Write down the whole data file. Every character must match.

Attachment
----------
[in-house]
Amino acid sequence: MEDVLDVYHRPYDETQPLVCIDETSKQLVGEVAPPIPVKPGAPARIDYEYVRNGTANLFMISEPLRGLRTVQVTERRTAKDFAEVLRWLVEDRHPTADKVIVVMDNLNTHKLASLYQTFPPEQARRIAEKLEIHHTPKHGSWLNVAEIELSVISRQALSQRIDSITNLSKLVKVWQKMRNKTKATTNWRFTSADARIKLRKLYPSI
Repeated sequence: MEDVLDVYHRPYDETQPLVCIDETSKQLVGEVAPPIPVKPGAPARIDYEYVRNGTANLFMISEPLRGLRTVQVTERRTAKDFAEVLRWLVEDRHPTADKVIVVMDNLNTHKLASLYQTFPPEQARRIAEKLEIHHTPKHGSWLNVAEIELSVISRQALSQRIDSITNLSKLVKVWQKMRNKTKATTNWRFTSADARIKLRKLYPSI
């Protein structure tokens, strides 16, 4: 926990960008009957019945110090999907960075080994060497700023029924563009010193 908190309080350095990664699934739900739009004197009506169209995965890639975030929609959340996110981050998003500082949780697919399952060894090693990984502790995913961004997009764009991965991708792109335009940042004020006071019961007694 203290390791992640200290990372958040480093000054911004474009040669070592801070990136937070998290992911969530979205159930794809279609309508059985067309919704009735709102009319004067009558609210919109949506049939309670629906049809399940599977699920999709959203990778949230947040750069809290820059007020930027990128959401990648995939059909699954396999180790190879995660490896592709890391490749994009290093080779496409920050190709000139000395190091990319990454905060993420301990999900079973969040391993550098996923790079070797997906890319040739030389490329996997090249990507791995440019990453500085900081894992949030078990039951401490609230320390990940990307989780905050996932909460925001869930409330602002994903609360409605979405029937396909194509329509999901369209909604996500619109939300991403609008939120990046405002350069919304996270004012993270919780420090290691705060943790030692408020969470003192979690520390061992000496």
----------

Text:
[in-house]
Amino acid sequence: MEDVLDVYHRPYDETQPLVCIDETSKQLVGEVAPPIPVKPGAPARIDYEYVRNGTANLFMISEPLRGLRTVQVTERRTAKDFAEVLRWLVEDRHPTADKVIVVMDNLNTHKLASLYQTFPPEQARRIAEKLEIHHTPKHGSWLNVAEIELSVISRQALSQRIDSITNLSKLVKVWQKMRNKTKATTNWRFTSADARIKLRKLYPSI
Repeated sequence: MEDVLDVYHRPYDETQPLVCIDETSKQLVGEVAPPIPVKPGAPARIDYEYVRNGTANLFMISEPLRGLRTVQVTERRTAKDFAEVLRWLVEDRHPTADKVIVVMDNLNTHKLASLYQTFPPEQARRIAEKLEIHHTPKHGSWLNVAEIELSVISRQALSQRIDSITNLSKLVKVWQKMRNKTKATTNWRFTSADARIKLRKLYPSI
């Protein structure tokens, strides 16, 4: 926990960008009957019945110090999907960075080994060497700023029924563009010193 908190309080350095990664699934739900739009004197009506169209995965890639975030929609959340996110981050998003500082949780697919399952060894090693990984502790995913961004997009764009991965991708792109335009940042004020006071019961007694 203290390791992640200290990372958040480093000054911004474009040669070592801070990136937070998290992911969530979205159930794809279609309508059985067309919704009735709102009319004067009558609210919109949506049939309670629906049809399940599977699920999709959203990778949230947040750069809290820059007020930027990128959401990648995939059909699954396999180790190879995660490896592709890391490749994009290093080779496409920050190709000139000395190091990319990454905060993420301990999900079973969040391993550098996923790079070797997906890319040739030389490329996997090249990507791995440019990453500085900081894992949030078990039951401490609230320390990940990307989780905050996932909460925001869930409330602002994903609360409605979405029937396909194509329509999901369209909604996500619109939300991403609008939120990046405002350069919304996270004012993270919780420090290691705060943790030692408020969470003192979690520390061992000496």